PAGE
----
By Rebecca Anderson
The Annual Delegate Conference (ADC) of the Public and Commercial Services Union (PCS) took two important votes on the Labour Party this week. In one, it decided to review its political strategy and consider the possibility of affiliation to the Labour Party with further decisions to be taken next year. In the other. it decided by a large majority against affiliation to Momentum, which does not bode well for affiliation to Labour.
Overwhelming support from new Labour leadership
Both Jeremy Corbyn and John McDonnell addressed the conference and won standing ovations from delegates. Both were founding members of the PCS Parliamentary Group and have given the union unwavering support for twelve years.
Corbyn was the first ever Labour Party leader to address the conference. He congratulated the National Gallery staff on their victory last year and expressed his support for National Museum of Wales and Department for Business, Innovation & Skills (BIS) workers who are taking industrial action and cuts and closures. He went on to vow that his government would repeal the Trade Union Act and introduce new legislation extending trade union and employment rights. With reference to proposed cuts to redundancy pay in the civil service, he said that there is one way to save money on redundancies, and that’s to stop making people redundant. He also said that the pay cap would be lifted and national pay bargaining would finally be introduced.
Corbyn went on to inform the conference that “PCS is welcome to join in with all we do in our party. Our door is open to you.”
The vote on affiliation
There were three motions on affiliation to Labour. One was from the National Executive Committee (NEC), which is dominated by the Socialist Party, and called for a review of the union’s political strategy. The motion instructed the NEC to “conduct a full review of the union’s political campaigning, bringing any new proposals to ADC 2017, to include 1. Our Make Your Vote Count operation 2. The policy of supporting or standing candidates in exceptional circumstances 3. Our relations with anti austerity parties in the devolved administrations 4. Our relations with the Labour Party including the issue of affiliation”.
All three motions were debated at the same time but the NEC’s motion was the first to be voted on and passed by a narrow margin. This meant that the Socialist Workers Party’s motion which instructed the NEC “to re-affirm our independence from any political party” fell. As did the motion from Labour Party members which called for affiliation and “[instructed] the NEC to take all necessary actions to ensure this happens including any constitutional requirements to ballot members”.
The PCS NEC is almost completely carved up between the Socialist Party and Socialist Workers Party, who together fielded almost 300 Trade Union and Socialist Coalition (TUSC) candidates against Labour in the recent local elections. Whilst it’s an important development that the majority of the NEC did not believe they could completely rule out affiliation to Labour, it’s highly unlikely that the NEC will recommend affiliation next year.
Waiting until next year to make a decision on affiliation is shooting ourselves in the foot. As one speaker in favour of affiliation put it “The is no time to wait and see what happens next. We can’t stand on the sidelines, cheering or not, while fellow socialists and trade unionists fight for the things we believe in”. A number of delegates speaking in favour of the NEC’s motion said that we need to wait a few years and see how far Corbyn and McDonnell get before we consider affiliation.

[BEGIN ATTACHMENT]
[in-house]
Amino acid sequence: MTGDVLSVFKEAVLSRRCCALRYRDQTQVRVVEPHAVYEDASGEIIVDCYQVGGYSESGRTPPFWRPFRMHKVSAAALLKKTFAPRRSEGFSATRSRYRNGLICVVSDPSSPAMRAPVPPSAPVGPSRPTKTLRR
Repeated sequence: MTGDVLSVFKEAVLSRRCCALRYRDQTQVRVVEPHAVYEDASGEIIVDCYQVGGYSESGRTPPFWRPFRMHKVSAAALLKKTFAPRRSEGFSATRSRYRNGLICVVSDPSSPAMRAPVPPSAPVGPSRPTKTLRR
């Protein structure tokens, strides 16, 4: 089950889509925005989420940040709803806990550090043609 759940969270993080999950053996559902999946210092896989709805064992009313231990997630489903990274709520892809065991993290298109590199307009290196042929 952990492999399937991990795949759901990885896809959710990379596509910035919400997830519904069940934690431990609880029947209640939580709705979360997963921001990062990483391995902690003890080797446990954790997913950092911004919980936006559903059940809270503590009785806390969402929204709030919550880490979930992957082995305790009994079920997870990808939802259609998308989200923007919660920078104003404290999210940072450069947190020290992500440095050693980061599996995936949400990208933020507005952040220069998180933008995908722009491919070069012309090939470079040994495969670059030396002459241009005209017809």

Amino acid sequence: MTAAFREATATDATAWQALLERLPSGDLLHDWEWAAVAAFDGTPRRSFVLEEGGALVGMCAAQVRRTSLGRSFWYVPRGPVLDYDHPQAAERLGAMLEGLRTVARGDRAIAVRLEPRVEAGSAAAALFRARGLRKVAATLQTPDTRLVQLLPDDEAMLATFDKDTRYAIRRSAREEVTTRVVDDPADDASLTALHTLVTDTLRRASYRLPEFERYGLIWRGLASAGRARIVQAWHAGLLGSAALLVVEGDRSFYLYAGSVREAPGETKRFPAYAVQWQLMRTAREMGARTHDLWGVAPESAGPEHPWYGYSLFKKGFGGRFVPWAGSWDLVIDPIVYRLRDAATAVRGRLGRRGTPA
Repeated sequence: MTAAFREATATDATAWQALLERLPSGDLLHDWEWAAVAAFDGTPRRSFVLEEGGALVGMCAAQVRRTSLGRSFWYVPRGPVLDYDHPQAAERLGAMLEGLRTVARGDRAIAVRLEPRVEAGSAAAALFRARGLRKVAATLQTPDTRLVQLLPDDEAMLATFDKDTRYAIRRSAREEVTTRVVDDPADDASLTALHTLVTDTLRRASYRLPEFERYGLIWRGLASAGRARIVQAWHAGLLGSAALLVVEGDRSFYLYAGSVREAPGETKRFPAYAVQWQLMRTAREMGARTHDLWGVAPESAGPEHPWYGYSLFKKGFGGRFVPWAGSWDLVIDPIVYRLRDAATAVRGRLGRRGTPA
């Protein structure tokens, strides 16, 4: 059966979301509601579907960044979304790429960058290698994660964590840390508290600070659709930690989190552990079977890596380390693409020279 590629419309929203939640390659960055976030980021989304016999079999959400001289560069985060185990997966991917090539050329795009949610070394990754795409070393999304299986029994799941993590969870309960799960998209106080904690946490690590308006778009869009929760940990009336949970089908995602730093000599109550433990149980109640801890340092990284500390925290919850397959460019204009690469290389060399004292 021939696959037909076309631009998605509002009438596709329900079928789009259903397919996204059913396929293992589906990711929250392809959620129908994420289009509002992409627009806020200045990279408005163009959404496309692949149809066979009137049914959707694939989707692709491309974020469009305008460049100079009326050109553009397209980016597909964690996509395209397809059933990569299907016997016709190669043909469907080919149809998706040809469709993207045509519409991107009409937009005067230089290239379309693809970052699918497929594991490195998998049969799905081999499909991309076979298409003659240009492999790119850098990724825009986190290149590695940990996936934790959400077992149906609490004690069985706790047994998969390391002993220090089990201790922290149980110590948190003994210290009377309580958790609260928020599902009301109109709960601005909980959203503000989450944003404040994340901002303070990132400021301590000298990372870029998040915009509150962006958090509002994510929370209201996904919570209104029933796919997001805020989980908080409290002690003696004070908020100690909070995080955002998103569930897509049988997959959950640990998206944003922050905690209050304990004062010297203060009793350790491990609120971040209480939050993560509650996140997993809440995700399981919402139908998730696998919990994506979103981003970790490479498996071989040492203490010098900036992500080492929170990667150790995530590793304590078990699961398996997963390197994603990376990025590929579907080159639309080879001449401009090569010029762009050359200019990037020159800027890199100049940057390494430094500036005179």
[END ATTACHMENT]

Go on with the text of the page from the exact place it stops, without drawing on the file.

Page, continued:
It was clear from the debate at the conference that many and possibly most delegates were opposed to Labour affiliation at this point. The intervention of the Socialist Party and the Socialist Workers Party is very important to this. For years, Labour has been presented as essentially the same as the Tories. The end goal of the Make Your Vote Count campaign and the policy of supporting or standing candidates in exceptional circumstances was for PCS to support TUSC candidates and eventually affiliate to it.
The election of Corbyn has thrown a spanner in the works, and many PCS members across the country will be Corbyn supporters and have never heard of TUSC. For a “yes” vote for affiliation to Labour there would need to be a serious campaign to persuade members that political “neutrality” ties one hand behind our backs. If the conference voted to ballot on affiliation then this is the campaign that would need to happen.
The vote on Momentum
On Tuesday night, Mark Serwotka and Fire Brigades Union (FBU) General Secretary Matt Wrack spoke at a Momentum fringe meeting. Serwotka explained the need to join Momentum to support Corbyn and McDonnell, and that as a trade union we never “absent ourselves from struggle”.
However, the NEC opposed the resolution and on Thursday morning it only won a quarter of the votes. Kevin McHugh from the NEC and a member of the Socialist Party claimed that Momentum actually undermines Corbyn and McDonnell. His statement that PCS would give the two leaders of the Labour Party our fullest support led a lot of delegates to ask “how?”.
One delegate, who neglected to mention in her speech that she had stood against Labour in the May local elections, complained that she had not been allowed to join Momentum.
A second Momentum fringe meeting was held on Wednesday night where supporters decided to launch PCS Momentum, whatever the outcome of the affiliation vote. We agreed that for the next year, Labour Party supporters in PCS will need to campaign in the branches to persuade activists and members of the need to affiliate and respond to the NEC consultation in the strongest possible terms.